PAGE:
The studies of Perrin in 1906, Hausdorff in 1919, Richardson in the 1950s, and Mandelbrot et al in the 1970s and 1980s suggested a new geometry that has made it possible to measure such objects using a method that can be made simple with aid of computer technology.
The aim of this paper was to present the first results of the quantitative analysis of histological liver bioptical sections made using new metrics suggested by the concepts of fractal theory.
Our contribution to the quantitative evaluation of fibrosis in liver biopsies concerns: (1) the closest to real metric estimate of the surfaces covered by fibrosis and the quantitative classification of collagen islets; (2) the collation of metric and traditional semi-quantitative evaluations of collagen area; (3) considerations concerning the relationships depending on specific estimates defined by real numbers as a means of identifying the stadium of fibrosis; (4) the interior-to-edge metric relationship of the collagen islets used as an index of wrinkledness; (5) the definition of the harmonic state of the architectural structure of liver tissue, and the recognition and classification of its disharmonic states or architectural disorder using Hurst’s exponent; (6) the intra-sample variability of fibrosis (area, wrinkledness and Hurst’s exponent); and (7) the variability of the latter parameters in eight samples taken from the explanted liver of a transplant patient.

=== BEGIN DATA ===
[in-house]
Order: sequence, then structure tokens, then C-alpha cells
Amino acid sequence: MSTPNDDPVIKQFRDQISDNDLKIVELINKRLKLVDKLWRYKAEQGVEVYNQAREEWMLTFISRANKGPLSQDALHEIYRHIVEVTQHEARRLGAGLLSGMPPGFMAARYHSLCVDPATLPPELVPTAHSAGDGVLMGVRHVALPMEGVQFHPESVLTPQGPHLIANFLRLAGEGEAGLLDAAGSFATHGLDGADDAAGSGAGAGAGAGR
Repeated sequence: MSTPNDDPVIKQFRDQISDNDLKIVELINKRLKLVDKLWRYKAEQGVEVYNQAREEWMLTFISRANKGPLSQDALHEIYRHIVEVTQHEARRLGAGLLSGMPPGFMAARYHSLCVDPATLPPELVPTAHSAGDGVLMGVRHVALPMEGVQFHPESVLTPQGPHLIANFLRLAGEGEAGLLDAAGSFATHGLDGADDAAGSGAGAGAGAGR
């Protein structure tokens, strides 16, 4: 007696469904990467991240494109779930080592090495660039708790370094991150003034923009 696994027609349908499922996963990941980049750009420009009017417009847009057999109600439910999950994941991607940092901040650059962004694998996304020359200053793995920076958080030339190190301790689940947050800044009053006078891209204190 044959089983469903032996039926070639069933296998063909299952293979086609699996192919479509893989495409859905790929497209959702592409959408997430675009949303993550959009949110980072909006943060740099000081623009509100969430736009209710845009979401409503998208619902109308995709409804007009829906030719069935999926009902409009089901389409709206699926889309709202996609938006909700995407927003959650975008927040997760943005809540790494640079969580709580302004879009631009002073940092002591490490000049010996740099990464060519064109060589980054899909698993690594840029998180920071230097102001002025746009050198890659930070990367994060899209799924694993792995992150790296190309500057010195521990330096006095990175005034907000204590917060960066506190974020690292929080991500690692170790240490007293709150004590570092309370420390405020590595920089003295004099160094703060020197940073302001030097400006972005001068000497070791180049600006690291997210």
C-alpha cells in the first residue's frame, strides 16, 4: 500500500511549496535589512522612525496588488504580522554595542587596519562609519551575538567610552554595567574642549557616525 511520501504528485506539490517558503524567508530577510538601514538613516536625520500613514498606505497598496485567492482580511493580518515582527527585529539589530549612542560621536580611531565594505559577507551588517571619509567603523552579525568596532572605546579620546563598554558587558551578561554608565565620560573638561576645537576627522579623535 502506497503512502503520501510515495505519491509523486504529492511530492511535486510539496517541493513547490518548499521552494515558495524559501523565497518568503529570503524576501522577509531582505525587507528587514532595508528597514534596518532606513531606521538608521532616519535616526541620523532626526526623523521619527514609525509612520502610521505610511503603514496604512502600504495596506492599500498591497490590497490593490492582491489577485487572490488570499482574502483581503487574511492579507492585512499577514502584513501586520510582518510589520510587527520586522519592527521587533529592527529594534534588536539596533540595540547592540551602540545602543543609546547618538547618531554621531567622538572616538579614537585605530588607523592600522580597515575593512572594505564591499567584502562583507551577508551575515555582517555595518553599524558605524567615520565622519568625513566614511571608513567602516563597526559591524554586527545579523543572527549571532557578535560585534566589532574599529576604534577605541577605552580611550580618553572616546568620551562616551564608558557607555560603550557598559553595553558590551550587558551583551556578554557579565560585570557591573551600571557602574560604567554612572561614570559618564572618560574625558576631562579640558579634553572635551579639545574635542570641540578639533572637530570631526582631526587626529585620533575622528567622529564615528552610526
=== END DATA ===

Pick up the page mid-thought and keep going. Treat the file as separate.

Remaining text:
Characteristics of collagen islets The spaces occupied by the collagen islets making up fibrosis (Figure 1), and those occupied by the surviving fragments of parenchymal tissue, are both characterized by irregular shapes that exclude them from the application of Euclidean geometry[7-11]. However, their configurations make them members of the family of asymptotic statistical fractals (also called truncated fractals as they cannot be endlessly fracted).
Dimension The dimension of an object indicates the Euclidean space it occupies. The fractionable “smooth” objects of classic geometry (a point, straight line, plane, and solid figure) occupy spaces whose dimensions are expressed by the whole numbers zo, 1, 2 and 3, whereas the irregular objects that are frangible into irregular pieces (sets of points, broken lines, undulating planes and irregular solids) occupy the intermediate spaces, and therefore have dimensions that cannot be expressed by whole numbers. In 1977, Mandelbrot defined the objects whose dimensions are denoted by non-whole numbers as “fractals”. The fractal dimension is indicated by D, and the Euclidean (or topological) dimension by Dγ.